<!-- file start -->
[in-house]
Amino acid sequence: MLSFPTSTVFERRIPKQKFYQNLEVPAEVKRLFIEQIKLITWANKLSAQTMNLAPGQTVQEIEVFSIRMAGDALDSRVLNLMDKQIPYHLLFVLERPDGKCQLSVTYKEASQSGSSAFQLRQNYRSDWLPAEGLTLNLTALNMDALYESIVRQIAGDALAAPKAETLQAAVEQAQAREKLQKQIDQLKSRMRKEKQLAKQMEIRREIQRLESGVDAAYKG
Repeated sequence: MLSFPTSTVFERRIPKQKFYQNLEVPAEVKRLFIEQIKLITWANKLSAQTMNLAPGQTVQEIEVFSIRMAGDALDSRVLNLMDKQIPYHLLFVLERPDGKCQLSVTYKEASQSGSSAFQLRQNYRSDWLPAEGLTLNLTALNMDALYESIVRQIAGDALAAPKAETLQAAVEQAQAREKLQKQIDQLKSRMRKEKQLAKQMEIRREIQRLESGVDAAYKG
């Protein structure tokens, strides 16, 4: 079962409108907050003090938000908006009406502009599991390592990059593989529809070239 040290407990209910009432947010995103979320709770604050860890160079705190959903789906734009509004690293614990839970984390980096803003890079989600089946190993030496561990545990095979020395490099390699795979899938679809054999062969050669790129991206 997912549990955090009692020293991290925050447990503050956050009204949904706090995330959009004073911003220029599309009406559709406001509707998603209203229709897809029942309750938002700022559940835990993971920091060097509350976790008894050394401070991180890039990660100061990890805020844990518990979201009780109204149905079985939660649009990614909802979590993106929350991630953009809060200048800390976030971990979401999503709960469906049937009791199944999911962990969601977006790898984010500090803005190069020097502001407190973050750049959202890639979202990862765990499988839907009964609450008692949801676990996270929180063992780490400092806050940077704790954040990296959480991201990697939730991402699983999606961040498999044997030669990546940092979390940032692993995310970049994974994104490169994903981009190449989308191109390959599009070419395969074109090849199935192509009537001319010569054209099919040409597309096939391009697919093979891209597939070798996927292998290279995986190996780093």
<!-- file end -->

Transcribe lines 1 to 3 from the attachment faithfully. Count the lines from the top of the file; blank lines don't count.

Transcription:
[in-house]
Amino acid sequence: MLSFPTSTVFERRIPKQKFYQNLEVPAEVKRLFIEQIKLITWANKLSAQTMNLAPGQTVQEIEVFSIRMAGDALDSRVLNLMDKQIPYHLLFVLERPDGKCQLSVTYKEASQSGSSAFQLRQNYRSDWLPAEGLTLNLTALNMDALYESIVRQIAGDALAAPKAETLQAAVEQAQAREKLQKQIDQLKSRMRKEKQLAKQMEIRREIQRLESGVDAAYKG
Repeated sequence: MLSFPTSTVFERRIPKQKFYQNLEVPAEVKRLFIEQIKLITWANKLSAQTMNLAPGQTVQEIEVFSIRMAGDALDSRVLNLMDKQIPYHLLFVLERPDGKCQLSVTYKEASQSGSSAFQLRQNYRSDWLPAEGLTLNLTALNMDALYESIVRQIAGDALAAPKAETLQAAVEQAQAREKLQKQIDQLKSRMRKEKQLAKQMEIRREIQRLESGVDAAYKG